Rheumatology

Rheumatoid Arthritis

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Randomized Controlled Trial Examining a Treat‐to‐Target Strategy in Rheumatoid Arthritis

clinical study insights by Vibeke Strand, MD, MACR, FACP

Overview

Clinical Study Title:
Implementation of Treat-to-Target for Rheumatoid Arthritis in the US: Analysis of Baseline Data From a Randomized Controlled Trial

Clinical Study Abstract:
OBJECTIVE: A treat-to-target (TTT) strategy is recommended in rheumatoid arthritis (RA). However, health care providers’ adherence to TTT in clinical practice remains unclear. We examined adherence to TTT in RA at US rheumatology sites.

METHODS: We used baseline information from the randomized controlled Treat-to-Target in RA: Collaboration to Improve Adoption and Adherence trial, which recruited 641 patients from 46 providers practicing at 11 US sites. We obtained data on the implementation of TTT, patient covariates, provider characteristics, and site variables. We examined the implementation of TTT using 4 cardinal features: recording a disease target, recording a disease activity measure, engaging in shared decision-making, and changing treatment if not at disease target. These features were assessed across sites and providers. We calculated a TTT implementation score as the percentage of features noted. We examined the association between patient, provider, and site covariates and TTT implementation score using proportional odds models.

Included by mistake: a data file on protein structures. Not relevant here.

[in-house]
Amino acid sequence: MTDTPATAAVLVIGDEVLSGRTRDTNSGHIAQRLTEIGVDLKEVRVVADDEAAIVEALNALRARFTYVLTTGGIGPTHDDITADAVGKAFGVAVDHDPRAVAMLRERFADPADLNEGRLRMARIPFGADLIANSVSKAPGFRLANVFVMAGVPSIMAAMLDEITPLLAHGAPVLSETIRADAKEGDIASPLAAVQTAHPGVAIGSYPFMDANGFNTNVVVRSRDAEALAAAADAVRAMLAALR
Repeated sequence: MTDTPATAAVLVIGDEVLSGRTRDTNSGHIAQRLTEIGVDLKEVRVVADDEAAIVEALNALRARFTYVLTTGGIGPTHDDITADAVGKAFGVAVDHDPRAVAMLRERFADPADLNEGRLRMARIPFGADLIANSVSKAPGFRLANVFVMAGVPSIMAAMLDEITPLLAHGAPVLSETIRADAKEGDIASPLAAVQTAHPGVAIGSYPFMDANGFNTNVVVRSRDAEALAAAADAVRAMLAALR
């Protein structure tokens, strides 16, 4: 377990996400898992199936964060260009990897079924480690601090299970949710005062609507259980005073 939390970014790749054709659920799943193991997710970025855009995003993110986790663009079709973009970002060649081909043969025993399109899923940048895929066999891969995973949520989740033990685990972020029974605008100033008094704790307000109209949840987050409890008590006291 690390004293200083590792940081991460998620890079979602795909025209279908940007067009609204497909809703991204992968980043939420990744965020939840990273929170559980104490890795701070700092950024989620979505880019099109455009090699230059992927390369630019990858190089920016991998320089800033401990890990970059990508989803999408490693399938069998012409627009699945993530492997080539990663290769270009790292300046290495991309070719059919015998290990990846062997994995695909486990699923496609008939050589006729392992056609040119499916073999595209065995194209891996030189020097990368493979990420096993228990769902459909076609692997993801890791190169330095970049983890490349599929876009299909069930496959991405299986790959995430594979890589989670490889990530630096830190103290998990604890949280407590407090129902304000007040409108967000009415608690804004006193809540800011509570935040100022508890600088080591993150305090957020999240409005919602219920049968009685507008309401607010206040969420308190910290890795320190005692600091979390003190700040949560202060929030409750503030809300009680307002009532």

RESULTS: The implementation of TTT at baseline was suboptimal: 64.3% of visits had none of the TTT components present, 33.1% had 1 component, 2.3% had 2 components, and 0.3% had all components. The implementation of TTT was significantly different across providers and sites (P < 0.0001 for all). In the multivariable model, we observed that more experience as a rheumatologist was associated with a higher implementation score (P = 0.01 for trend). Compared with fellows, providers with >20 years of experience in practice were more likely to have more TTT components recorded (odds ratio 7.68 [95% confidence interval 1.46-40.52]).